Leaseholders’ fury as Camden councillor admits he is ‘embarrassed’ to hear complaints
- Credit: Archant
Anger spilled over last night as Camden leaseholders confronted councillors about the “arbitrary” and “unfair” charges they say they are being clobbered with – as one councillor admitted it was “embarrassing” for him to hear their complaints.
Cllr Meric Apak appeared sympathetic to the plight of the leaseholders – many of whom are being charged thousands for work they claim is sometimes unnecessary, often poorly executed and done at extortionate costs by contractors.
Cllr Apak, a Labour councillor who represents Kentish Town, told them: “To sit here as a councillor, as a former chair of scrutiny, is embarrassing”.
Dozens of leaseholders – who own former council properties where Camden remains the freeholder – flocked to the town hall to share their stories of how having the council as their landlord is leaving them with “totally unjustifiable” bills for repairs and service charges.
Four councillors from the Labour-run local authority were present, including Camden’s housing chief, Pat Callaghan.
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Cllr Callaghan said she was there to listen to their concerns rather than provide answers, but she admitted of the quality of workmanship being reported: “In the private sector, it wouldn’t be tolerated… They (the contractors) would be sacked.”
But she said: “I can’t comment any more as I don’t know the cases.”
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Cllr Callaghan’s decision not to provide answers during the meeting provoked anger from many leaseholders.
Sarah Astor told her: “We’ve waited a long time. Answers should be presented and they don’t have to ne long. I don’t think it’s good enough.”
Stalwart councillor Roger Robinson said the situation showed that outsourcing by the council to the private sector was not efficient in the long-run.
Cllr Robinson, who represents Somers Town, said: “It’s much better to have a direct Labour force…I’ve been on the council since 1964, when workers were accountable, they were trained to be first-class tradespeople…I am appalled by some of the work we see today.”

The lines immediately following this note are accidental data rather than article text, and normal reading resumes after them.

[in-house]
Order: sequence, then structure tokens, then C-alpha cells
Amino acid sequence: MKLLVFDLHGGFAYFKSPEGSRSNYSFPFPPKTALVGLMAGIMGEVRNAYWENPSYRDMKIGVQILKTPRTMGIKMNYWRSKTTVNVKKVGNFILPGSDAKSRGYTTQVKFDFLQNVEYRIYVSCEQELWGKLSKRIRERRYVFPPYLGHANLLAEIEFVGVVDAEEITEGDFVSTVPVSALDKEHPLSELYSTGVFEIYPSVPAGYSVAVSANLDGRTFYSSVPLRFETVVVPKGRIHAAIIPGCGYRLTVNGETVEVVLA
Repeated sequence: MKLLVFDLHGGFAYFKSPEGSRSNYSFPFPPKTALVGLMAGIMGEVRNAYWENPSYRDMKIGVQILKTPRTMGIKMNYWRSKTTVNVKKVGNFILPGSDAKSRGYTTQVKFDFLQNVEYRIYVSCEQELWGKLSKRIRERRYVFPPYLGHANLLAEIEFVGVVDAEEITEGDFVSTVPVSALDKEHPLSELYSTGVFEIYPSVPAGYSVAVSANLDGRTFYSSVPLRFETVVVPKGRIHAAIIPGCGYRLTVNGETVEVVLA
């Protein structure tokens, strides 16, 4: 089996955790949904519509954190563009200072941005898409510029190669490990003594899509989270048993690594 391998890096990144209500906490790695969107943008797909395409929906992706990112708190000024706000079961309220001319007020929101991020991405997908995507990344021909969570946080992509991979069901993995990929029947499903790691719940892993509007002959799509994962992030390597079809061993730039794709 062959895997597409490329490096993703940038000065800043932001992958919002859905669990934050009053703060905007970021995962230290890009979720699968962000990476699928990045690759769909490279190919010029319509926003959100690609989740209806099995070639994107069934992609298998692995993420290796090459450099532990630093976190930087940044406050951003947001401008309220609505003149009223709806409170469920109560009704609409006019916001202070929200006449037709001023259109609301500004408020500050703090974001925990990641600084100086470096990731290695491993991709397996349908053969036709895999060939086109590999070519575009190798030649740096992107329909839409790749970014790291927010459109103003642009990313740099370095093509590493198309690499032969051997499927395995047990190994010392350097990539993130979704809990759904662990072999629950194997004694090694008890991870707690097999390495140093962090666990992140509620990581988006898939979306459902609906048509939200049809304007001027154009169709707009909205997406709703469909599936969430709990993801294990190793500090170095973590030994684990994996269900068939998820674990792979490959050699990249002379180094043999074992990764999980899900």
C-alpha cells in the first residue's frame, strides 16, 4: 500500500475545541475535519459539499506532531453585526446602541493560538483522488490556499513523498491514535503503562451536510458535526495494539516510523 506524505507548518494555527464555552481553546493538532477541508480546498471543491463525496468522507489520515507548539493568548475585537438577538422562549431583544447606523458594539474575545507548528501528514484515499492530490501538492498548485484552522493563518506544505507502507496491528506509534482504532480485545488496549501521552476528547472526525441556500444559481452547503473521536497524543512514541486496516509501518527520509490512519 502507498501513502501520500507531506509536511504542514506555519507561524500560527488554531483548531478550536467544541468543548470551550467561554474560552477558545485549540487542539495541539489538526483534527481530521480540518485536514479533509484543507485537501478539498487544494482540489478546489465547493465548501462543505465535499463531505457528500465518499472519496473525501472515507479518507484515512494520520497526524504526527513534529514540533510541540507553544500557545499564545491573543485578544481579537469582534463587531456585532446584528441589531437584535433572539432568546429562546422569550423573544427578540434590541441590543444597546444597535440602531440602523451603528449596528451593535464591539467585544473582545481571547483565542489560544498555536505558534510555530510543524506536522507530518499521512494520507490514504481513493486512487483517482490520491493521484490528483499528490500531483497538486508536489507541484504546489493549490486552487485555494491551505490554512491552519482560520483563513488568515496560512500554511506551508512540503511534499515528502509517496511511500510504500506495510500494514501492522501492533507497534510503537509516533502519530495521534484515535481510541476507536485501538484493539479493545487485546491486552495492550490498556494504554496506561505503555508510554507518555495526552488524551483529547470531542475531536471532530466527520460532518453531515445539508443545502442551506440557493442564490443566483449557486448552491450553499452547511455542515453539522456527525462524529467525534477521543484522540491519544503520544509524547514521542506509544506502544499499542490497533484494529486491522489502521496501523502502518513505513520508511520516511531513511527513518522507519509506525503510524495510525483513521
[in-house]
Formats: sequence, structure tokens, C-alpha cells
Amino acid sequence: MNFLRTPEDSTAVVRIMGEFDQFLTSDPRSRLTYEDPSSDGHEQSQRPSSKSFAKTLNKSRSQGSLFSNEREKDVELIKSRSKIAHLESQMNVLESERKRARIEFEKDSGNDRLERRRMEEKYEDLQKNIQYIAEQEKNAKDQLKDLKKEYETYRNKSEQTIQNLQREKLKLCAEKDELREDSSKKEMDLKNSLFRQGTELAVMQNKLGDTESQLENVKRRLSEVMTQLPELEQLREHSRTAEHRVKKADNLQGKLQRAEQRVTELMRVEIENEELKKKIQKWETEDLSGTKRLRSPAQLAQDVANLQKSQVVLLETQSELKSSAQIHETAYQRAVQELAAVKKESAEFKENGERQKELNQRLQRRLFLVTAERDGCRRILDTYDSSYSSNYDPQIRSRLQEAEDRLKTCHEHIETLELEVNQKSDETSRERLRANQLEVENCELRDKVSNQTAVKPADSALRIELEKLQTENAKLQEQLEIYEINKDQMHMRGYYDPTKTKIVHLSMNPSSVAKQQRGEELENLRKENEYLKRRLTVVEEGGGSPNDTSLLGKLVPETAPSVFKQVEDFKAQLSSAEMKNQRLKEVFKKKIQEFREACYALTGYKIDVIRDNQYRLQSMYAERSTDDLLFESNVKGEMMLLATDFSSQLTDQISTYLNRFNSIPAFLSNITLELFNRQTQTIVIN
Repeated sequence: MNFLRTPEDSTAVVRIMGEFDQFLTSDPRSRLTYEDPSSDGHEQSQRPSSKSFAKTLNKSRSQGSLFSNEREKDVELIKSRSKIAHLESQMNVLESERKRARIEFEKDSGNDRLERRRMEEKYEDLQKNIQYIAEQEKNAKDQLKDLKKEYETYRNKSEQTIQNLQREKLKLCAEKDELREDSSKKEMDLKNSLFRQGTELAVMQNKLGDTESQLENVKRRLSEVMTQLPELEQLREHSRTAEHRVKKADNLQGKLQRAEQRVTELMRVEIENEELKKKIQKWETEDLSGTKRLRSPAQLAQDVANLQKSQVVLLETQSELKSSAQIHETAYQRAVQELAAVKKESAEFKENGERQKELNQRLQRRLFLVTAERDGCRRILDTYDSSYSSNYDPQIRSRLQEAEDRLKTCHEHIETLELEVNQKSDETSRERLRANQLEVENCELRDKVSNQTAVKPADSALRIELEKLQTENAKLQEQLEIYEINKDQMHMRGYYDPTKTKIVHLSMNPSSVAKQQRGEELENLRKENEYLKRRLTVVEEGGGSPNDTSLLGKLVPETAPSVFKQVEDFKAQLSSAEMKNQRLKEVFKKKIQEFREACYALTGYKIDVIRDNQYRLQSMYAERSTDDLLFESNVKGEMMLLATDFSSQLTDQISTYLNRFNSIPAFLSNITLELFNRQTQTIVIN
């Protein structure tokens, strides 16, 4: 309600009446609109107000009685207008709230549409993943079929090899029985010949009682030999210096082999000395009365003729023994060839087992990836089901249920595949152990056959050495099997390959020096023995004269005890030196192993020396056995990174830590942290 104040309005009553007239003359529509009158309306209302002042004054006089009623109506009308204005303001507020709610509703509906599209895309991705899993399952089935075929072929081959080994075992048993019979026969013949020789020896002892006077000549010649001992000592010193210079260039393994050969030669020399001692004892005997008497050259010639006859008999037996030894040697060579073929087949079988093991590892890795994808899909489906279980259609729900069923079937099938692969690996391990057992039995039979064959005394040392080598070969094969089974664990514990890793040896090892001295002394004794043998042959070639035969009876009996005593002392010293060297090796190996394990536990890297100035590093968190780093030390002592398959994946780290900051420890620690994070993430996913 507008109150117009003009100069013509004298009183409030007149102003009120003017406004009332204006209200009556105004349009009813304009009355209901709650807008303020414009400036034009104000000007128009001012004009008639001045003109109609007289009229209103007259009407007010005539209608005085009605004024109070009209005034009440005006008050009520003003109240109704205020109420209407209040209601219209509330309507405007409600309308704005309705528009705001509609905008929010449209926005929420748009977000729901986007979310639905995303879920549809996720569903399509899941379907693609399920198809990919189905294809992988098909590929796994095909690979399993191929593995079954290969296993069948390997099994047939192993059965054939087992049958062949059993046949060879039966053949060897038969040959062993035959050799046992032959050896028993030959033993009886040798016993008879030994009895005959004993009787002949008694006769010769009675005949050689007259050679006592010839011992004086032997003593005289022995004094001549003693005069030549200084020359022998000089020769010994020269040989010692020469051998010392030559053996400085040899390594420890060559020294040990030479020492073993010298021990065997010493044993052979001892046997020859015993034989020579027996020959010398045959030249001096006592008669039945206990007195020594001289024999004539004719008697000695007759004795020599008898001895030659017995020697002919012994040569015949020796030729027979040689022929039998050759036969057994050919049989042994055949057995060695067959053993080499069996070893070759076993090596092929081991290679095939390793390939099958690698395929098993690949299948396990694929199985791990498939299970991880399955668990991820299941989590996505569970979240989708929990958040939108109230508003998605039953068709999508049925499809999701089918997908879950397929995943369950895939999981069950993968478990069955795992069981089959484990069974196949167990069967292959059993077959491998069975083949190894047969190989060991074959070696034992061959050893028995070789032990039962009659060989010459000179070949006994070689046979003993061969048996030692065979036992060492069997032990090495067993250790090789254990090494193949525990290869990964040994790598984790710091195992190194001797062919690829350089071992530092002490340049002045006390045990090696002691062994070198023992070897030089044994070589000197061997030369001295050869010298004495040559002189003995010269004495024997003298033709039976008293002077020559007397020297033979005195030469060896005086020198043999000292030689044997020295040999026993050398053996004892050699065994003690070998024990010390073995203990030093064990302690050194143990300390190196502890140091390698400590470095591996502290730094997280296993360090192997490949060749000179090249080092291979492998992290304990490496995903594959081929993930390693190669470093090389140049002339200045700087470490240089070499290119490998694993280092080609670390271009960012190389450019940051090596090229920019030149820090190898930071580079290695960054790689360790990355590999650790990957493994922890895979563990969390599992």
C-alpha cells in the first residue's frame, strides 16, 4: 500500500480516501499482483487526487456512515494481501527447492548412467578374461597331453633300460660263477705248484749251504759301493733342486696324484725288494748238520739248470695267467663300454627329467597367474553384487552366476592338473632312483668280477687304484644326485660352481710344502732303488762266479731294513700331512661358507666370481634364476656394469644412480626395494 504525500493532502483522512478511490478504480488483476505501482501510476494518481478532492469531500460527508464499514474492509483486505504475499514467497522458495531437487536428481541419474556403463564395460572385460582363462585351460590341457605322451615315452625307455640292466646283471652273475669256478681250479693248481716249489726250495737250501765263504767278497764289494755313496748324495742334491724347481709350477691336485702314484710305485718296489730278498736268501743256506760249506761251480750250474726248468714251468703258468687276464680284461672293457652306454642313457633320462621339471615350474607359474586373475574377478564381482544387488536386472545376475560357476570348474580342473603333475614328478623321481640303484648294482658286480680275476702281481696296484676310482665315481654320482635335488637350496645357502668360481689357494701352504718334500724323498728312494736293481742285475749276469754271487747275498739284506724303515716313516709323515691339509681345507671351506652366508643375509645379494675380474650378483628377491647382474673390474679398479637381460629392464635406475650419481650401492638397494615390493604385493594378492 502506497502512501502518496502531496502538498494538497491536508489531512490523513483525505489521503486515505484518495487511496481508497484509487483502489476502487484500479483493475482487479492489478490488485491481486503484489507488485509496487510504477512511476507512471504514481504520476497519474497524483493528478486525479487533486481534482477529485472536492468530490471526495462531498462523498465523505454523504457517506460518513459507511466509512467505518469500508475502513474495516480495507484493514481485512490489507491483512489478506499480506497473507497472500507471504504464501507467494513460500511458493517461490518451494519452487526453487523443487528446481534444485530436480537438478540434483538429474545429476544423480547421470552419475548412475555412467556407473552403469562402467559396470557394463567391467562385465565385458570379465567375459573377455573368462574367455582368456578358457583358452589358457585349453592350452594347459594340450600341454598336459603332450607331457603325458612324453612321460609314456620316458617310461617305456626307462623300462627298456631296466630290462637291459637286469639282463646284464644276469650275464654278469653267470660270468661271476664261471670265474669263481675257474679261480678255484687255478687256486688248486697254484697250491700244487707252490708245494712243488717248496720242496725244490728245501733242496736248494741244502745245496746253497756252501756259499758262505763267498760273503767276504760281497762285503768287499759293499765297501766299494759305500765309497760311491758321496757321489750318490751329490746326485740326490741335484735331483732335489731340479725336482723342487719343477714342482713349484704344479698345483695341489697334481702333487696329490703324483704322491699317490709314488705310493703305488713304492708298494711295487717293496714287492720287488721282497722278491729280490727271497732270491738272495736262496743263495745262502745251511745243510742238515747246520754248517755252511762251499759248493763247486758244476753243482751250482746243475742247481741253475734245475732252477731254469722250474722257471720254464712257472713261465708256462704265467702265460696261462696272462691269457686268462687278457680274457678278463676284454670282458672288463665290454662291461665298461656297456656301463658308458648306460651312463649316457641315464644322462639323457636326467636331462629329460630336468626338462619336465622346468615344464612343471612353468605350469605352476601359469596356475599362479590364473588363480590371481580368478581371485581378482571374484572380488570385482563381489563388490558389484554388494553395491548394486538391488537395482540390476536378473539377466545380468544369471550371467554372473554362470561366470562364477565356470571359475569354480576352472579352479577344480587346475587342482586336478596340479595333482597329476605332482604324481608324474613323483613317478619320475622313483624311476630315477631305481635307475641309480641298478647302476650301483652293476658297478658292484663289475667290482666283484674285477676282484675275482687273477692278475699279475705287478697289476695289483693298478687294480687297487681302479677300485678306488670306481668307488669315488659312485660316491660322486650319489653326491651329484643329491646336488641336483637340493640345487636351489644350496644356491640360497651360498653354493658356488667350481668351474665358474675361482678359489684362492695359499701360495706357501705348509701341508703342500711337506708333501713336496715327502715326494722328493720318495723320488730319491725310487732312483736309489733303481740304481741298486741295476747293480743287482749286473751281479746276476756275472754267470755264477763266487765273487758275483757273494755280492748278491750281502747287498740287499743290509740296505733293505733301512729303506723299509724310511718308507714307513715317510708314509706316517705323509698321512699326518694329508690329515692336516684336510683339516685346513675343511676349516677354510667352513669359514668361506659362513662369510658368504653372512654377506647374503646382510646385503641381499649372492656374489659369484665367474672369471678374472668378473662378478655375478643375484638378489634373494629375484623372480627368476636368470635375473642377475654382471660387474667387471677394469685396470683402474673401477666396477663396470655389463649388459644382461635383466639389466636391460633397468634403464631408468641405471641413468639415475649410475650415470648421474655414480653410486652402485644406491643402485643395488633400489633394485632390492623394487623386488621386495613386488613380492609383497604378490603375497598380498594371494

Cllr Danny Beales said the council has changed its procurement process recently so that large contracts are no longer being given to contractors such as Appollo and Lakehouse - who then sub-contract the work out themselves.
Cllr Beales said there were clearly still “issues” in giving proper notice of works to be carried out and a breakdown of charges – but one angry leaseholder told him: “That is the last refuge of the scoundrel to say there are problems with communications…there are problems with the work and with procurement.”
Leaseholder Ian Dewar, who lives in Albert Street, Camden Town, said he welcomed the change in procurement, but claimed the lack of consultation from the council with leaseholders was unacceptable.
He said: “We all have horrendous experiences…HS2 are better at consultation than Camden Council.”
He told the councillors present that they were being taken advantage of by exploitative contractors and “incompetent” officers – and suggested that corruption might play a part.
Mr Dewar urged the councillors: “You elected people need to grow some teeth and some balls” – to which Cllr Callaghan replied: “I’ve got teeth, I haven’t got any balls, but I’ve got a really strong backbone.”
Leaseholder Rosemary Ibrahim, who lives on the Whittington Estate in Highgate, said she is “furious” with the council which she claimed is failing to abide by the terms and conditions of its own covenants in its treatment of leaseholders.
She said residents there are now in “formal dispute” with the council over the fitting of new heating after they experienced “leaks, floodings and delays” and were then hit with a charge of £15,000 for a system “not fit for purpose.”
She urged Cllr Callaghan to investigate the situation “urgently” and warned: “You cannot just dream up figures and expect us to start paying.”
Highgate leaseholders threatened virtual insurrection, saying they would withhold payment of the charges until Camden investigates and provides a full breakdown of costs.
Cllr Callaghan promised to “look carefully” at the many concerns raised and to provide answers at the next leaseholders’ forum in January.